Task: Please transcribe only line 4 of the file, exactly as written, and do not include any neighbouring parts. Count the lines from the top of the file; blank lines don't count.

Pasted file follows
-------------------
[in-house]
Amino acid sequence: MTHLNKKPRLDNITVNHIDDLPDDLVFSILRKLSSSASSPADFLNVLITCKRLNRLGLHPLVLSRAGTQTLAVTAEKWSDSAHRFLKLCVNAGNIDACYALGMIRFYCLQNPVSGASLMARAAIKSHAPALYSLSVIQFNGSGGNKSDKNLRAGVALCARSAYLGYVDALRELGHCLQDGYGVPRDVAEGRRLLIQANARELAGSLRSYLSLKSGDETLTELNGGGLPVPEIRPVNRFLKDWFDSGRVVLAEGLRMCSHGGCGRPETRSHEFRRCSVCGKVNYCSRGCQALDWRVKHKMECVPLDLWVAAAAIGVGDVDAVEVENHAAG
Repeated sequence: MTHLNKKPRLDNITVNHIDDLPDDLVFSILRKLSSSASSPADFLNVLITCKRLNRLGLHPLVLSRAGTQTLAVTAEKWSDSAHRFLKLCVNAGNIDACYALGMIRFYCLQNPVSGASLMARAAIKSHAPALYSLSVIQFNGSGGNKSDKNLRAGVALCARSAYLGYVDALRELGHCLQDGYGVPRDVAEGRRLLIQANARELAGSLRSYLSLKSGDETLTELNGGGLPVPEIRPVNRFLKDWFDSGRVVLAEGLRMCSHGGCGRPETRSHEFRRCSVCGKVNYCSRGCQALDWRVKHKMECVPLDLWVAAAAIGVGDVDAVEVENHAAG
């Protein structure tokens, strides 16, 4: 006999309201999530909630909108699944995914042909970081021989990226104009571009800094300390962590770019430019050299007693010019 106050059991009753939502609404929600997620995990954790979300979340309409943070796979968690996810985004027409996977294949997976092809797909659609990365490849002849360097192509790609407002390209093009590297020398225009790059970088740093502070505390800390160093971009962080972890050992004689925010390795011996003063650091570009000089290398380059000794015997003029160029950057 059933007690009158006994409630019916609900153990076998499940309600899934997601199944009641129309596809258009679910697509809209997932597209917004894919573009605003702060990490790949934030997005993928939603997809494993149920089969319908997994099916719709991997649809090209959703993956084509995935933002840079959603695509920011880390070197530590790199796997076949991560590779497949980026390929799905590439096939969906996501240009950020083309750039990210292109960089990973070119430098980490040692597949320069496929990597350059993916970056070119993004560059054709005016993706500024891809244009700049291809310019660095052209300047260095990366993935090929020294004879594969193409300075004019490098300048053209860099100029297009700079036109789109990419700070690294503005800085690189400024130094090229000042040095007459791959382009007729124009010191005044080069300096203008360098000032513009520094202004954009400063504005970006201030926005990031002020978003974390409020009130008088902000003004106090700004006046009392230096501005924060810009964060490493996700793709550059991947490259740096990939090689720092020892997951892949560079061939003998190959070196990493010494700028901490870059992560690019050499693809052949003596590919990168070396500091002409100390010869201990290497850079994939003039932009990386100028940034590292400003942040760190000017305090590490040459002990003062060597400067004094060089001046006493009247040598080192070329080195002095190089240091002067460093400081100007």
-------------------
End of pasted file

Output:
């Protein structure tokens, strides 16, 4: 006999309201999530909630909108699944995914042909970081021989990226104009571009800094300390962590770019430019050299007693010019 106050059991009753939502609404929600997620995990954790979300979340309409943070796979968690996810985004027409996977294949997976092809797909659609990365490849002849360097192509790609407002390209093009590297020398225009790059970088740093502070505390800390160093971009962080972890050992004689925010390795011996003063650091570009000089290398380059000794015997003029160029950057 059933007690009158006994409630019916609900153990076998499940309600899934997601199944009641129309596809258009679910697509809209997932597209917004894919573009605003702060990490790949934030997005993928939603997809494993149920089969319908997994099916719709991997649809090209959703993956084509995935933002840079959603695509920011880390070197530590790199796997076949991560590779497949980026390929799905590439096939969906996501240009950020083309750039990210292109960089990973070119430098980490040692597949320069496929990597350059993916970056070119993004560059054709005016993706500024891809244009700049291809310019660095052209300047260095990366993935090929020294004879594969193409300075004019490098300048053209860099100029297009700079036109789109990419700070690294503005800085690189400024130094090229000042040095007459791959382009007729124009010191005044080069300096203008360098000032513009520094202004954009400063504005970006201030926005990031002020978003974390409020009130008088902000003004106090700004006046009392230096501005924060810009964060490493996700793709550059991947490259740096990939090689720092020892997951892949560079061939003998190959070196990493010494700028901490870059992560690019050499693809052949003596590919990168070396500091002409100390010869201990290497850079994939003039932009990386100028940034590292400003942040760190000017305090590490040459002990003062060597400067004094060089001046006493009247040598080192070329080195002095190089240091002067460093400081100007």